A study of the lifelong effects of circumcision indicates fewer baby boys today are getting circumcised in the United States than in previous decades. The research team attributes this finding to shifting demographics in the US and widespread lack of access to medical coverage that pays for the procedure. The study also reveals the benefits of infant male circumcision outweigh the risks 100 to 1.
Brian Morris led the study from the University of Sydney in Australia, where he is Professor Emeritus of the university's School of Medical Sciences. Morris worked with researchers in Florida and Minnesota who are affiliated with the Mayo Clinic.
The percentage of adult men in the US who are circumcised is 81%, with variations across ethnic populations:
- 91% of white men are circumcised
- 76% of black men are
- 44% of Hispanic men are
Infant male circumcision peaked in the 1960s, when 83% of all baby boys were circumcised, to just 77% today.
The research team identified two major factors driving the current decline in infant male circumcisions:
- Demographic changes, especially the increasing population of Hispanics. The procedure is less familiar in Hispanic cultures so parents are less likely to get their sons circumcised at birth.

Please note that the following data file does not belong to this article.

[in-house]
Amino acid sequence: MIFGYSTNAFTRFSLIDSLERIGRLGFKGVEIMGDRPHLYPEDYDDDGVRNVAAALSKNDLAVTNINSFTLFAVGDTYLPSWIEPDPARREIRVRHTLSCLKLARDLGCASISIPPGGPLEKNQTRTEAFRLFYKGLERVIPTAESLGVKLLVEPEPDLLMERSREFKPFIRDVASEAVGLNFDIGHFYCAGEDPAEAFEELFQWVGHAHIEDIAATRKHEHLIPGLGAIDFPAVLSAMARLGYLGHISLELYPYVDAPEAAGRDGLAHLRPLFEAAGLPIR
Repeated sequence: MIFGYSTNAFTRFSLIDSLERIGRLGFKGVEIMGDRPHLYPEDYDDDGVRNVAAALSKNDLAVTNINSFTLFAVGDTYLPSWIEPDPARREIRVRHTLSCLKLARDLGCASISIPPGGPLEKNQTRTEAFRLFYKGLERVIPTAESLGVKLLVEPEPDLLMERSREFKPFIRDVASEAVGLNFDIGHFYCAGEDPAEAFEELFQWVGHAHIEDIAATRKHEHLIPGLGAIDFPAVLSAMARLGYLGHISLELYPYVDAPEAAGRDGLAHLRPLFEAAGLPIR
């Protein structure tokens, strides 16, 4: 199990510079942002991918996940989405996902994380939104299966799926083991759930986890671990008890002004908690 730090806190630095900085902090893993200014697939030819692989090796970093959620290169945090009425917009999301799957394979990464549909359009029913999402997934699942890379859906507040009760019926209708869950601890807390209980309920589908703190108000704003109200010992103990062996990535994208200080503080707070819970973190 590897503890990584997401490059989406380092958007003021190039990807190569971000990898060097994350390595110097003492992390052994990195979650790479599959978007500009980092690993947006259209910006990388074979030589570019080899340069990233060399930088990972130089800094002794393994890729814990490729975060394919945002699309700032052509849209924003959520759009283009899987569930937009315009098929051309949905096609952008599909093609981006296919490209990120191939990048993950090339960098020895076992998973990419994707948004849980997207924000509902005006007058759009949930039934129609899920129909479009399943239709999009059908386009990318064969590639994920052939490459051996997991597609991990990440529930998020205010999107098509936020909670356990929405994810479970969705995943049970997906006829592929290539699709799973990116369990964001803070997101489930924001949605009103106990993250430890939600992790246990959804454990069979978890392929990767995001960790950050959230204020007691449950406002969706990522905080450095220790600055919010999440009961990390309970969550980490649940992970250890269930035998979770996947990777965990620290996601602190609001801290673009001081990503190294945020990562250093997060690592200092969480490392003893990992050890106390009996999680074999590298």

- Eighteen states deny Medicaid coverage to poor families. Circumcision rates in these states is 24% lower than average in states where Medicaid covers the procedure.
Uncircumcised male babies are more likely to suffer kidney damage from urinary tract infections (UTIs) than their circumcised peers. The UTI risk follows them throughout life. Over the course of a lifetime, uncircumcised males are three times more likely to develop UTIs than circumcised males.
Previous studies indicate failure to circumcise increased the risk of infection from the human papillomavirus (HPV), herpes simplex virus type 2, genital ulcer disease, syphilis, chancroid, and other sexually transmitted diseases (STDs). The risk of cancer of the penis is increased, too.
Sexual partners of uncircumcised men face increased risk of HPV and other STDs as well as cancer of the anus, cervix, vagina, and vulva.
Critics of the procedure often cite diminished sexual performance as a reason for not circumcising but a separate study by Morris indicates this belief is merely myth. That study indicated no adverse effect on sexual function, pleasure, or sensitivity in circumcised men.
Morris states, “The new findings now show that infant circumcision should be regarded as equivalent to childhood vaccination and that as such it would be unethical not to routinely offer parents circumcision for their baby boy. Delay puts the child’s health at risk and will usually mean it will never happen.”